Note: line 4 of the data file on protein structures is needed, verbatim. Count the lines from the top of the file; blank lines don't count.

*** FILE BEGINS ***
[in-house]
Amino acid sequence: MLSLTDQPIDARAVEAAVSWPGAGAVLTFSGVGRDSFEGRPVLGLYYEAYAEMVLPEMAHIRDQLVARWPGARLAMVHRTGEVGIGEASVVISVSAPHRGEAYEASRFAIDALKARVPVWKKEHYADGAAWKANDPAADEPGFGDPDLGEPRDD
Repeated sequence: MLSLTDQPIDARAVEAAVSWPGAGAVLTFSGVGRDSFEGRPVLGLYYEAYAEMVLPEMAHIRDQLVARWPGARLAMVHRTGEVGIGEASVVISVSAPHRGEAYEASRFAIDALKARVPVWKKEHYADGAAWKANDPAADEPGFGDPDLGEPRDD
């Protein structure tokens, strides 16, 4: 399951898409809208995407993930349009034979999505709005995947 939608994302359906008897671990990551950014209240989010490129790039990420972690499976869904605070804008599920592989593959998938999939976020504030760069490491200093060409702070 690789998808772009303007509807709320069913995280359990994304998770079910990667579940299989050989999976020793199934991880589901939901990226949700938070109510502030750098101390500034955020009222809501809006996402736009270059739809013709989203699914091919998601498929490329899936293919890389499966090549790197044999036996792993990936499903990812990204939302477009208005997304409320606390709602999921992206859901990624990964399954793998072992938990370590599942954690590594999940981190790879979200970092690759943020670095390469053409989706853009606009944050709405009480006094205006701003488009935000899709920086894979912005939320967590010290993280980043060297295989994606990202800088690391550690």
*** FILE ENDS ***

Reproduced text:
């Protein structure tokens, strides 16, 4: 399951898409809208995407993930349009034979999505709005995947 939608994302359906008897671990990551950014209240989010490129790039990420972690499976869904605070804008599920592989593959998938999939976020504030760069490491200093060409702070 690789998808772009303007509807709320069913995280359990994304998770079910990667579940299989050989999976020793199934991880589901939901990226949700938070109510502030750098101390500034955020009222809501809006996402736009270059739809013709989203699914091919998601498929490329899936293919890389499966090549790197044999036996792993990936499903990812990204939302477009208005997304409320606390709602999921992206859901990624990964399954793998072992938990370590599942954690590594999940981190790879979200970092690759943020670095390469053409989706853009606009944050709405009480006094205006701003488009935000899709920086894979912005939320967590010290993280980043060297295989994606990202800088690391550690």